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Tuesday, 13 September 1904

Mr DEAKIN (Ballarat) - I notice that the first words of this clause, to which attention was drawn when the Bill was last discussed during the time of the late Government, have not been withdrawn. It was, I think, the honorable and learned member for Indi who first called attention to the fact that the words " Subject to the Constitution " might convey a very serious implication. The clause, without those words, is clear ; and I was able to inform honorable members, when the Bill was last before us, of the circumstances under which the words were introduced. The object was to satisfy the lay members of the Barton Cabinet that there was no intention to override' the Constitution. For .that purpose only were the words introduced ; and I pointed out at the time that the clause, as it stood, would suffice. In the subsequent discussion in Committee, it was stated that " subject to the Constitution ' ' having been introduced, the implication on the part of the Court probably would be that it was intended that, even if the Court created under this Bill were to override, to ignore, or to contravene some of the express provisions of the Act, its action could hot be called in question in any other Court whatever. In point of fact, from the insertion of these words the implication would be that the Court would not be subject to anything except the Constitution, not even to the Bill under which it was created. That was a very serious consideration, and I followed the honorable and learned member for Indi in asking that special attention should be given to the point. I presume that attention was given by the late Government; but their inaction seems to me sufficiently momentous to, at all events, call for explanation. I think it would require a good deal of argument to satisfy the Committee that,' when we are passing a Bill for the purpose of creating a Court with certain very large and definite powers, we, at the same time, intend that any illegal action of the Court, so far as that action would be made illegal by transcending or violating part of this Bill, shall not be called in question in any other Court. The additions which are to be proposed at the end of the clause are a decided improvement, and with them I entirely agree; but those additions appear to be called for quite independently of the words " Subject to the' Constitution." The proposal is to add two sub-clauses which allow the President, if he thinks fit, to obtain the opinion of the High Court, and' authorize the High Court to hear and determine the question and remit the opinion to the President. That is a very useful and proper provision, but it does not affect the prior issue. The question is whether we intend, by the insertion of the words, " Subject' tb the Constitution," to set the Court free from the obligations which we ourselves have so carefully and elaborately set out in the Bill, or whether we do not mean what the clause originally said, namely, that no decision of the Court is to be challenged, appealed against, or called in question by any other Court, unless the decision is contrary to the Constitution - a restriction which, even if we wished, we could not evade or disqualify - or contrary to this Bill. I take it that the intention was - I know it was my intention when the clause was drafted - that the Arbitration Court was to possess the powers set out in the Bill, and no others - just those powers for a specified purpose, and was not to be set free from any obligation, or to be allowed to create an authority for itself without the sanction of Parliament, as expressed in the Bill. I move -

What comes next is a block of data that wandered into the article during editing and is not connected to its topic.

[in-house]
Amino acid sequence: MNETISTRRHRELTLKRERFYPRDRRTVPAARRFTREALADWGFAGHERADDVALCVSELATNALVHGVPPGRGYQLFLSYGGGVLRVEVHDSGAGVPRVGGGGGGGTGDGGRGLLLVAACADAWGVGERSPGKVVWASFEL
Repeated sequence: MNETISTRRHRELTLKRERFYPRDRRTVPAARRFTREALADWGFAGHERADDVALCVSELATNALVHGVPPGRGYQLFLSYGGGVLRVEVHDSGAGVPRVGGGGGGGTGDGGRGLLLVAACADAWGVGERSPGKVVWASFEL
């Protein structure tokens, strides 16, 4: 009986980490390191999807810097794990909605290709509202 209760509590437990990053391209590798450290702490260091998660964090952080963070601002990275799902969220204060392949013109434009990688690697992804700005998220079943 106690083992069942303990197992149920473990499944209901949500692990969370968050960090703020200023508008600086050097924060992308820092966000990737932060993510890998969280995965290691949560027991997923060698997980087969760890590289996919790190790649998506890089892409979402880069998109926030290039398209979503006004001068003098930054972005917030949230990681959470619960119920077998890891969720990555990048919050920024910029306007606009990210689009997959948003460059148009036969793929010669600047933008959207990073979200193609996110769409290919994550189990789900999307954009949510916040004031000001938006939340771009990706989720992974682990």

That the words " Subject to the Constitution " be left out.

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